Wednesday, September 28, 2005

Website critique

Central Avenue: One author, many stories
By: Sara Patterson

This interactive site includes interviews, pictures, maps, "street scenes," different perspectives and hidden places for Central Avenue in Albany, NY. Paul Grondahl tells the stpries of the residents who live and work on a street filled with crime. He fills his stories with beautiful, pensive, crisp and complicated photographs. The website address is

The site is intended to show how Central Avenue is filled with hardships and dispair. It also shows in the depths of all the dispair, hope is not lost. Each story represents a viewpoint of someone living on Central Avenue. One story may be about a successful storeowner trying to make a living, and the next story may be about a woman who lost her life to drugs. The author's interest in the street sparked from, "Wondering why so many people were afraid to go to Central Avenue."

The website is organized by the three miles of Central Avenue. The author uses chunking to organize articles of the street along with interviews and viewpoints of its residents. It also has a separate section that includes more interactive features along with an interview with the mayor. Along the menu bar, the navigations leads you to each separate mile. Each mile has articles and sections for voices, viewpoints and hidden gems. The viewpoints, voices and hidden gems on the menu bar all link back to each separate mile as well. This gives the viewer another path to look up different articles.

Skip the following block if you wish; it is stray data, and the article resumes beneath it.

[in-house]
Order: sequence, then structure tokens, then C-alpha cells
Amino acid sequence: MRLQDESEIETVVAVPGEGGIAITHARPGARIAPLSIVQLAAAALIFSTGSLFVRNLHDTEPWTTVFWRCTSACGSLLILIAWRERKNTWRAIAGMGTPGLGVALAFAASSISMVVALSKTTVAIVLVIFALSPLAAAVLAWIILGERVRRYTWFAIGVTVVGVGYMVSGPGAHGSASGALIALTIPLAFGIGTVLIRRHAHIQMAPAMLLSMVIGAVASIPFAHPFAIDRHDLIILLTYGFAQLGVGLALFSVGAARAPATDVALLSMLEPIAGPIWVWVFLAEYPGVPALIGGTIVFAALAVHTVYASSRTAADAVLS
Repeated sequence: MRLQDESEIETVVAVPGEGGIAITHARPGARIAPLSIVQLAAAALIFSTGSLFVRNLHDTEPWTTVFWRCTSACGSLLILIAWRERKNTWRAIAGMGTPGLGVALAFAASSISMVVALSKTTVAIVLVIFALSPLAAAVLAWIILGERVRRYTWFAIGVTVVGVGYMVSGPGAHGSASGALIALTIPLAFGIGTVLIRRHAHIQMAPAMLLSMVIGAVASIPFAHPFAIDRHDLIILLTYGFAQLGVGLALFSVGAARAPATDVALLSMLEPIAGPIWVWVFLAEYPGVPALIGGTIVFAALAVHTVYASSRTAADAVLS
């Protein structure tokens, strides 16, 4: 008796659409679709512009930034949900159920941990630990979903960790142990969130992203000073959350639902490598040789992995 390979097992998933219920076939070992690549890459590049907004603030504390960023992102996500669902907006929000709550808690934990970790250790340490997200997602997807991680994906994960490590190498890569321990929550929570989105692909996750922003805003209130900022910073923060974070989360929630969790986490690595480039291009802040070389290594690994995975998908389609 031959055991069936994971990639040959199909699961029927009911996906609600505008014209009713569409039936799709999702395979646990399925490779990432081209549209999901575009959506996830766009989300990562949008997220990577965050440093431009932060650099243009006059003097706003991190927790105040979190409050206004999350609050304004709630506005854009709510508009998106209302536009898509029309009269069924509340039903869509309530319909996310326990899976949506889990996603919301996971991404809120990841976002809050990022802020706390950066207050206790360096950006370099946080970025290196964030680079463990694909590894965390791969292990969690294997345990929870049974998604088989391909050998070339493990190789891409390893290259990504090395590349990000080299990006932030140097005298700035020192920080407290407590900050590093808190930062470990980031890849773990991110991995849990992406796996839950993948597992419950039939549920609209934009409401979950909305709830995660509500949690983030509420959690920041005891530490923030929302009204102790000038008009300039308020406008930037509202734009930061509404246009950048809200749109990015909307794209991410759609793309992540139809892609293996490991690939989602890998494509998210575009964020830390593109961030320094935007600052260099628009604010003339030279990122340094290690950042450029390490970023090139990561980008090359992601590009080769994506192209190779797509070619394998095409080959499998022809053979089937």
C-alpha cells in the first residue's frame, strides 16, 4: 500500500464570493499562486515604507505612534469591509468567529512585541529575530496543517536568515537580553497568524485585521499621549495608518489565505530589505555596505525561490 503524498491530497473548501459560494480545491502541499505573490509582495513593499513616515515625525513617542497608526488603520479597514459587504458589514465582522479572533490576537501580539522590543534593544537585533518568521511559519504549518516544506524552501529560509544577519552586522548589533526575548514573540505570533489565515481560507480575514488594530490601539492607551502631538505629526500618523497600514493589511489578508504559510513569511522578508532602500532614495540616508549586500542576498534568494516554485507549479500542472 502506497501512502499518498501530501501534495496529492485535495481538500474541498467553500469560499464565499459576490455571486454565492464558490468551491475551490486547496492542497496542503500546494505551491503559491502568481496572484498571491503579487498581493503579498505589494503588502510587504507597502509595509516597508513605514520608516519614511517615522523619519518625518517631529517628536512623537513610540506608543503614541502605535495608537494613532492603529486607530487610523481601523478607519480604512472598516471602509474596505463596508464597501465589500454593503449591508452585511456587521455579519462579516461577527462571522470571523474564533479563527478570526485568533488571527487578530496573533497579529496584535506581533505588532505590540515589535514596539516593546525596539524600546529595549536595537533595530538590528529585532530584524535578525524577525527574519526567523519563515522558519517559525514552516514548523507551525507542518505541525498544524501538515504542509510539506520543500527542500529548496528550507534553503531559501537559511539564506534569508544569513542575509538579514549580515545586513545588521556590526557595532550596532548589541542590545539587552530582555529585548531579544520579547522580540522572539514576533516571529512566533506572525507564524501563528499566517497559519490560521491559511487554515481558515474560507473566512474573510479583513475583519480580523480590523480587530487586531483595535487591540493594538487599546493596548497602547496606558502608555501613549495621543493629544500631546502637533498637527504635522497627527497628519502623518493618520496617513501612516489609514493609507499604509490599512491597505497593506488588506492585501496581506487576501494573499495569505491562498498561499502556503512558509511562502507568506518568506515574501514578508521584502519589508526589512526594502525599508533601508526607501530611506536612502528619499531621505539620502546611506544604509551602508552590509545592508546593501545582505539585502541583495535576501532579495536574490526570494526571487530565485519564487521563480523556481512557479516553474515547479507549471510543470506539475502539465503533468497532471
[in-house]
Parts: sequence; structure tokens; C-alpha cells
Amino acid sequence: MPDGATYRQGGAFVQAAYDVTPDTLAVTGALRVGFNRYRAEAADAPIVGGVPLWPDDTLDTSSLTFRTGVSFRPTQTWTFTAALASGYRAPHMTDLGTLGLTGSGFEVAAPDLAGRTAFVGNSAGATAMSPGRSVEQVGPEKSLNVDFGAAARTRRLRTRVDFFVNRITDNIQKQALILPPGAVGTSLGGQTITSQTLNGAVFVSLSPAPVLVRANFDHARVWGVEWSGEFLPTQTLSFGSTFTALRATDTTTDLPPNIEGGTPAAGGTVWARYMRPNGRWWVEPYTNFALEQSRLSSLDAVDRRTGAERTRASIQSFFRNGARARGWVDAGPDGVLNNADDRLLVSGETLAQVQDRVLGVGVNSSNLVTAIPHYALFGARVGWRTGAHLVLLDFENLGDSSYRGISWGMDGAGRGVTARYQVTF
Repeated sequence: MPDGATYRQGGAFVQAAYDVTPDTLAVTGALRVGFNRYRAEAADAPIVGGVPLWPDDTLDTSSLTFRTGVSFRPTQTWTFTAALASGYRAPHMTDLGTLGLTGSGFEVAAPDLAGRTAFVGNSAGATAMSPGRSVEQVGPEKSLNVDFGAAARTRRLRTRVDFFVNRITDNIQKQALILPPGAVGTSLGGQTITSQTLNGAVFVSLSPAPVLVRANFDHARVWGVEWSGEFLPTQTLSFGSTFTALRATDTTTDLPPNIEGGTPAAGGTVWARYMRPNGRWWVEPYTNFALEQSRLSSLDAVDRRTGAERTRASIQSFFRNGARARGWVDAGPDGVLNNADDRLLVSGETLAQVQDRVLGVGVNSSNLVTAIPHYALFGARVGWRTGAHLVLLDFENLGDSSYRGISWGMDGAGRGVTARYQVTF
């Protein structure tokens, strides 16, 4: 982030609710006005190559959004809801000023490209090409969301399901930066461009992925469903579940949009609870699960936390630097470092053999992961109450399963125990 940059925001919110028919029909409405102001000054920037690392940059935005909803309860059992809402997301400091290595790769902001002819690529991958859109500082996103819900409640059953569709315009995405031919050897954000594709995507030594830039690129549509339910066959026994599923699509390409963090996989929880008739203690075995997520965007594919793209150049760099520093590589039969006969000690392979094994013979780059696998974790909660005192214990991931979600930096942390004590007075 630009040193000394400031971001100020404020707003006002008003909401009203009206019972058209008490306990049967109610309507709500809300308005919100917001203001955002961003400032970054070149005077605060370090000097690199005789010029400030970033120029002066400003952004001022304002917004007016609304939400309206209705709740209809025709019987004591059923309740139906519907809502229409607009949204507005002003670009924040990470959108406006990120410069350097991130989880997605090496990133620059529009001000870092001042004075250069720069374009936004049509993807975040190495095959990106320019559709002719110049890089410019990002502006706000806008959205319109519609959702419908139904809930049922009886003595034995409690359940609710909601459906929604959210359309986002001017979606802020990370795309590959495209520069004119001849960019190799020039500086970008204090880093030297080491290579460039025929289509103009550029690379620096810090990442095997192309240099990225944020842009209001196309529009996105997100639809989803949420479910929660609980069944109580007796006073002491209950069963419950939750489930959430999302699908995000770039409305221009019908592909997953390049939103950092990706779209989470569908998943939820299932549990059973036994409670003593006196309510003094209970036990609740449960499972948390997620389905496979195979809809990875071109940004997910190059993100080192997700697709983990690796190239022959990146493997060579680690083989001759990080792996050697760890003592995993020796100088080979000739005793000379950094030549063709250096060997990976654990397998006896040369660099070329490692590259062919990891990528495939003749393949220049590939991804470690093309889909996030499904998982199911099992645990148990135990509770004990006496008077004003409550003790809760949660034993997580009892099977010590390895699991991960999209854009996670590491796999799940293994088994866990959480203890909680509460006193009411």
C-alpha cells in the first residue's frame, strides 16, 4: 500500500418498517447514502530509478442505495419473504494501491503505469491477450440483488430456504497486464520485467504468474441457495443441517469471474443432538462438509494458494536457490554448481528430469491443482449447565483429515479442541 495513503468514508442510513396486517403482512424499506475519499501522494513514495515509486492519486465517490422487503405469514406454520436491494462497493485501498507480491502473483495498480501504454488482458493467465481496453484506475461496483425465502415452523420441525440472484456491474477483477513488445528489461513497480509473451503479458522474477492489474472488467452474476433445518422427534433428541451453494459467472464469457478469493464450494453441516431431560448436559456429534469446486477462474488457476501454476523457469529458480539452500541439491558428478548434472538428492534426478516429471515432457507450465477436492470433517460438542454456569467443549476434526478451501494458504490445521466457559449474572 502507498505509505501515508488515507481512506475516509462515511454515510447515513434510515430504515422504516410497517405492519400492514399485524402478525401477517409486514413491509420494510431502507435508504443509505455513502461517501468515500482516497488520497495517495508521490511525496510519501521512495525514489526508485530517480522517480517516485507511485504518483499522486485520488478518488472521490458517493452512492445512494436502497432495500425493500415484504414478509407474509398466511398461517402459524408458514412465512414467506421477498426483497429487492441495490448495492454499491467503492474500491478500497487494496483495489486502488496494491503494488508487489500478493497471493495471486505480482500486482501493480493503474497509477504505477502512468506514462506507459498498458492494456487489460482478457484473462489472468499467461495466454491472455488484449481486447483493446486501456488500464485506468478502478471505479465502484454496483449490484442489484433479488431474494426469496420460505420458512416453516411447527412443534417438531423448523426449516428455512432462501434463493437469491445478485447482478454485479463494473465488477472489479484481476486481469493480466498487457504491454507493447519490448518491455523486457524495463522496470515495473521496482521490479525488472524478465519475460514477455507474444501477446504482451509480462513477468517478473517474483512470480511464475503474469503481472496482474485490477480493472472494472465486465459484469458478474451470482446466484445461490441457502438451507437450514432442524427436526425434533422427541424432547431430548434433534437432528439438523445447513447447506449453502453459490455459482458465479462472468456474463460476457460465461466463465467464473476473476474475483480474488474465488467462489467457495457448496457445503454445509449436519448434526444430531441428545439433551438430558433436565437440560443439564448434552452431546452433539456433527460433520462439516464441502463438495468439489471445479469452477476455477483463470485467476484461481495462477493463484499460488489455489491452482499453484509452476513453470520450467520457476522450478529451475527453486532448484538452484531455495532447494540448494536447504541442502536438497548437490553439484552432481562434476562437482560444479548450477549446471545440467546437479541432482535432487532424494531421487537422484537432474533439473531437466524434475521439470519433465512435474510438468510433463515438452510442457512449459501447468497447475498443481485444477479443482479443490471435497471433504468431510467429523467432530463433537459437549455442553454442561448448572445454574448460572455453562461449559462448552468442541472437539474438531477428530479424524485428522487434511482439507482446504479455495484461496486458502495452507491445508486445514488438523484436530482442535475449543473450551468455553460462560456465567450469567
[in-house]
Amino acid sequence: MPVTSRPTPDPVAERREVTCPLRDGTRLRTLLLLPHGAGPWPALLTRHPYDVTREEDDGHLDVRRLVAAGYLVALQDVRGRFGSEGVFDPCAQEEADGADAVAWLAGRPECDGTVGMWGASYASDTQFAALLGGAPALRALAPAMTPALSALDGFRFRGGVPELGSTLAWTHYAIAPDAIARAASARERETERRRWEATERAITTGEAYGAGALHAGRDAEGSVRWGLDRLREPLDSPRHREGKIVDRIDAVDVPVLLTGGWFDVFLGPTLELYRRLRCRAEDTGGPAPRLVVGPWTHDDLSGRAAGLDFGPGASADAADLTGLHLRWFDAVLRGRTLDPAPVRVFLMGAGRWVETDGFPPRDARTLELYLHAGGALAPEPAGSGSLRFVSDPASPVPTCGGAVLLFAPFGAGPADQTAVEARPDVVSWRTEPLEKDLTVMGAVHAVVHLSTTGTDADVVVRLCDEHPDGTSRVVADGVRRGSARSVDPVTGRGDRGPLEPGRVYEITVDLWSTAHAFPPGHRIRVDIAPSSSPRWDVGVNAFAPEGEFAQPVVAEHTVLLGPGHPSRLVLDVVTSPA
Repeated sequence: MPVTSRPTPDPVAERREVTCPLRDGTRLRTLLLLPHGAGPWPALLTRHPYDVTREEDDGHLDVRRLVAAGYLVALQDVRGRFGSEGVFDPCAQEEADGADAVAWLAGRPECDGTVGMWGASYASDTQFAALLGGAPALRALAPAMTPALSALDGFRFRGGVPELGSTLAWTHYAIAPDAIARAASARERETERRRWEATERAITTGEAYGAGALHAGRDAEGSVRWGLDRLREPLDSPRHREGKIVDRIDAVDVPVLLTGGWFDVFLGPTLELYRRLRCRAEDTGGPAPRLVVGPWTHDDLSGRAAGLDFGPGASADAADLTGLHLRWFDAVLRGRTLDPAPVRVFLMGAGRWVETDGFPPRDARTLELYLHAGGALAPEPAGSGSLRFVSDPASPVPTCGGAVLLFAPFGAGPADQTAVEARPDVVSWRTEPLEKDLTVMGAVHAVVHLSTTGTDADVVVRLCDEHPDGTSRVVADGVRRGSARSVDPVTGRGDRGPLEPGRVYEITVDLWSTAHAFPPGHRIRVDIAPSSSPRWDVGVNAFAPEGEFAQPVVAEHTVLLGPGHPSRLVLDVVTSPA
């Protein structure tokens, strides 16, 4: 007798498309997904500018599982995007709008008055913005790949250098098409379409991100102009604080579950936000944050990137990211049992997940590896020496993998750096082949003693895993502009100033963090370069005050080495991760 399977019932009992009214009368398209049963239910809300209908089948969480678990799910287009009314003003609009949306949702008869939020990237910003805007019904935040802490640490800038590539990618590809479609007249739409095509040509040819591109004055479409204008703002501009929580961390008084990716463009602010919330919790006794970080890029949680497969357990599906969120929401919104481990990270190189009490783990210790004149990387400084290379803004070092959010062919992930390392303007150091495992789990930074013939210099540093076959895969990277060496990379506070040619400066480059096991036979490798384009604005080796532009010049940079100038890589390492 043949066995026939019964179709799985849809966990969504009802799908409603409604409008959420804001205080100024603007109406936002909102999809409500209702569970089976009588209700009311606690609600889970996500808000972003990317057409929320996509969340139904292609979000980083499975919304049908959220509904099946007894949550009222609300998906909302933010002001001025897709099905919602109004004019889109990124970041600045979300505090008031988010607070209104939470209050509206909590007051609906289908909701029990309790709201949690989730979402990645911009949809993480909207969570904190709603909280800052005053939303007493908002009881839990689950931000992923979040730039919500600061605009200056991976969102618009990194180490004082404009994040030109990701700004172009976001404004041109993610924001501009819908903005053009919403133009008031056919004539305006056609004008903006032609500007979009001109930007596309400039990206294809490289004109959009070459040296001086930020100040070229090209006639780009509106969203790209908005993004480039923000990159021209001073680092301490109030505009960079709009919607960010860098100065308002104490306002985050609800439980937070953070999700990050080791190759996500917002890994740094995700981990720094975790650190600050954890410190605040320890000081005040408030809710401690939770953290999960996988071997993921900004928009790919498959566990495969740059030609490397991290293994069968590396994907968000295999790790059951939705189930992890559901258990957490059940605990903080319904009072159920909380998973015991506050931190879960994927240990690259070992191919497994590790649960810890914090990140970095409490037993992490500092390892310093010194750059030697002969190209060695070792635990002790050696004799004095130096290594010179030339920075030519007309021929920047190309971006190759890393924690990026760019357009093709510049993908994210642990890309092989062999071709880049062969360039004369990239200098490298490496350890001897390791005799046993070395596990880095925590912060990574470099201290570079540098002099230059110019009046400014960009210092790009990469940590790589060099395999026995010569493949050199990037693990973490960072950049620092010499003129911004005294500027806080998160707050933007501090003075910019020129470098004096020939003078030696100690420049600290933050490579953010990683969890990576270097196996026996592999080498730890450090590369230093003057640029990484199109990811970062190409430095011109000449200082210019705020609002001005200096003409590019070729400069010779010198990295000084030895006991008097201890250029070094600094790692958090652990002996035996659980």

The multimedia features include
-Street scenes: A slideshow of beautiful pictures of people taken in the area.
-A video of the entire avenue taken from a car ride.
-A slideshow of older pictures from the early 1900s of the avenue taken from the Albany Institute of Art.
-An interactive map.
-Lots of chunking to organize interviews, articles, and places.
-A blog site that the arthor uses to answer questions people may have.

One article about the restaurant owner, Mohammed Hossain, talks about how a man from Bangladesh opens his own restaurant in the U.S. The article is inspiring, but when you get to the end, there is an update. The storeowner was arrested for "money laundering in connection with a ficticious terriost plot."

One feature that is not successful is the "Cruse the avenue," multimedia feature. I think the only things you see are the backs of cars rather than the actual avenue. I also think the author should have kept each section separate instead of combining and linking them. While the organization gives more options, I think it's confusing and not needed.


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